Aimed at making a transition to widely used multicore processing, Intel released its sequel to the Pentium Extreme Edition, Pentium D.
While Pentium Extreme Edition (PEE) is aimed at high end users, Intel hopes to open up the market with the new, cheaper chip sets. Pentium D, complete with DRM, add support for surround sound audio, high definition video, and enhanced graphics.
Dual-core processors enable users to perform multiple tasks at once without overloading the computer. Two processors, like walking and chewing gum, make it easier to do complicated tasks simultaneously, like video editing and game playing.
By the end of 2006, Intel expects multicore processors to make up 70% of all desktop processors it supplies, and 85% of server processors.
"While the Extreme Edition is a high-end product, with the launch of Pentium D, we are making a major foray into the volume zone, as we prepare ourselves for the transition to the multicore processor era," said Kazaumasa Yoshida, president of Japan-based Intel KK.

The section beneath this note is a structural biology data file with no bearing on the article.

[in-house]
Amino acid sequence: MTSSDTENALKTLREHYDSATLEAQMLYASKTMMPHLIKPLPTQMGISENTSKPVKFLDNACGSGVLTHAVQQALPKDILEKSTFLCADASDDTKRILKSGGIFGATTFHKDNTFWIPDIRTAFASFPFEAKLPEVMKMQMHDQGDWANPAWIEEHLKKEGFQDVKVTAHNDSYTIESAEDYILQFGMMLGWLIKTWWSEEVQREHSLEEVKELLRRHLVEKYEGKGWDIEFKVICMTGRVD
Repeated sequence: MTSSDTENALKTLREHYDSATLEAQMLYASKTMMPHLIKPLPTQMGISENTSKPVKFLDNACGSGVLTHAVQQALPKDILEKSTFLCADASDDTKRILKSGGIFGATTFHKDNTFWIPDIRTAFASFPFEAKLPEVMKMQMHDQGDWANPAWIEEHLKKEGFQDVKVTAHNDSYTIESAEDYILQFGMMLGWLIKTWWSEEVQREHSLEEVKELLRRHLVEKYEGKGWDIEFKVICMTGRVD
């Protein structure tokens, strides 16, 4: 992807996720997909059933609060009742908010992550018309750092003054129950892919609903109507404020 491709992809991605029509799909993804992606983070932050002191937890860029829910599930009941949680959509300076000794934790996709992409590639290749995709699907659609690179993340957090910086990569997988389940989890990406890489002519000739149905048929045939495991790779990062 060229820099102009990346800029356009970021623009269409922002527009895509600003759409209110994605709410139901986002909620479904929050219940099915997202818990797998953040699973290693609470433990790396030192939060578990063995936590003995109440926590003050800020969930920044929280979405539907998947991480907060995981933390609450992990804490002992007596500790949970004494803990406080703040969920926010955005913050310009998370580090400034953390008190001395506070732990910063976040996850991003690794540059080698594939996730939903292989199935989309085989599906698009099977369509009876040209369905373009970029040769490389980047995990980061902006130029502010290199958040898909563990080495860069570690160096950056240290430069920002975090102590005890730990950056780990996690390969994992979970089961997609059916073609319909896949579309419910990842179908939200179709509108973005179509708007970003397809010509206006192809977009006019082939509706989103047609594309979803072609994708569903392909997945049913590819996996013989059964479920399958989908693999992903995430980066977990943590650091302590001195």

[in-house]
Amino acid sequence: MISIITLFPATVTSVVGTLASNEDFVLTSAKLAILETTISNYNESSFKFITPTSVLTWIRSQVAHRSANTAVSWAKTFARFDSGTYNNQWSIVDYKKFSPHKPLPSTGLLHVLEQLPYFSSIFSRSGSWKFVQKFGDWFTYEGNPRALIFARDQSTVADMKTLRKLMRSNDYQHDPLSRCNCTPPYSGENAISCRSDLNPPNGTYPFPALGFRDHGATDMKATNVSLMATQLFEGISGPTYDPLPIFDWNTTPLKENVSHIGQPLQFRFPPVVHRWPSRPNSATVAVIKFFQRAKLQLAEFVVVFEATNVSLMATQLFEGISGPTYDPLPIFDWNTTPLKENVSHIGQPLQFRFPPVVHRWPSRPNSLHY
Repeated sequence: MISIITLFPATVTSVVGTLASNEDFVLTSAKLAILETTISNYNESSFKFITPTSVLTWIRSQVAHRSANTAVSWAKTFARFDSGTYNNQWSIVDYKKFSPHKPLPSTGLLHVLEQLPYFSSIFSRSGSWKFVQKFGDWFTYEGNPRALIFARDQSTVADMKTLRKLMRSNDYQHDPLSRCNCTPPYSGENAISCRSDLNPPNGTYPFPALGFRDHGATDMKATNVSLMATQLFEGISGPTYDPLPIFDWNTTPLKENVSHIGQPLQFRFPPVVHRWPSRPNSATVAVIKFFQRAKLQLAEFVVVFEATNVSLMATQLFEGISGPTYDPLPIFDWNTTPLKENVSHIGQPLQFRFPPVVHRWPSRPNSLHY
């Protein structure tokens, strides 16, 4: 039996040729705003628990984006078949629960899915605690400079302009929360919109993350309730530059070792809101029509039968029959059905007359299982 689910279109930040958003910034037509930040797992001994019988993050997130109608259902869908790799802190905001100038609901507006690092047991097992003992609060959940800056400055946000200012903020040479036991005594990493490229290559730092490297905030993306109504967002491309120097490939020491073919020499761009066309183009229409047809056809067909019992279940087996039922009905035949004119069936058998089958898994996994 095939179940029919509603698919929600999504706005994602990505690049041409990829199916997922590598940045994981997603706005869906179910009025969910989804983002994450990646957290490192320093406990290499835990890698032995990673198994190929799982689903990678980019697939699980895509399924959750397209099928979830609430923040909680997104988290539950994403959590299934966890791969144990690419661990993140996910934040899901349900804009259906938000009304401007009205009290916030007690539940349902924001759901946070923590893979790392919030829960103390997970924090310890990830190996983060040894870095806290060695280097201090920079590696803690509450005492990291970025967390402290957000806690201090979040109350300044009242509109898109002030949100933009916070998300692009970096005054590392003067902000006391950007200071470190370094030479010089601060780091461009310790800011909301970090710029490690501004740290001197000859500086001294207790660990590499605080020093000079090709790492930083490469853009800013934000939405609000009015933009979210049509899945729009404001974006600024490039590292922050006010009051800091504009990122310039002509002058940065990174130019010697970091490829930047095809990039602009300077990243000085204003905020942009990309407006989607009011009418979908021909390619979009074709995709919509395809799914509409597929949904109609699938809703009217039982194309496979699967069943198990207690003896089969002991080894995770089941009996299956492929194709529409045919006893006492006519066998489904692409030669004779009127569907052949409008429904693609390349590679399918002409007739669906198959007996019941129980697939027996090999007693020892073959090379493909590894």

Yoshida added that Intel has 15 multicore processors in development.
Intel also announced the shipment of Intel 945G Express Chipset, a platform that will be useful for security patches and diagnostics by providing the base for Active Management Technology. It will come with the optional Intel PRO/1000 PM network adapter and newcomer Hyper-Threading Technology 1600 sequence.
This is all part of the Intel Professional Business Platform that enables IT managers more hands-on security even when systems are turned off or have failed hard drives and operating systems.
When bought in 1000 unit qualities, prices run as follows: Pentium D 840, 830 and 820 are $530, $316 and $241; the Intel Pentium 4 Processor supporting HT Technology 670 is $851; Intel 945G and 945P Express Chipsets are $42 and $38.
New platform based systems and motherboards are shipping today.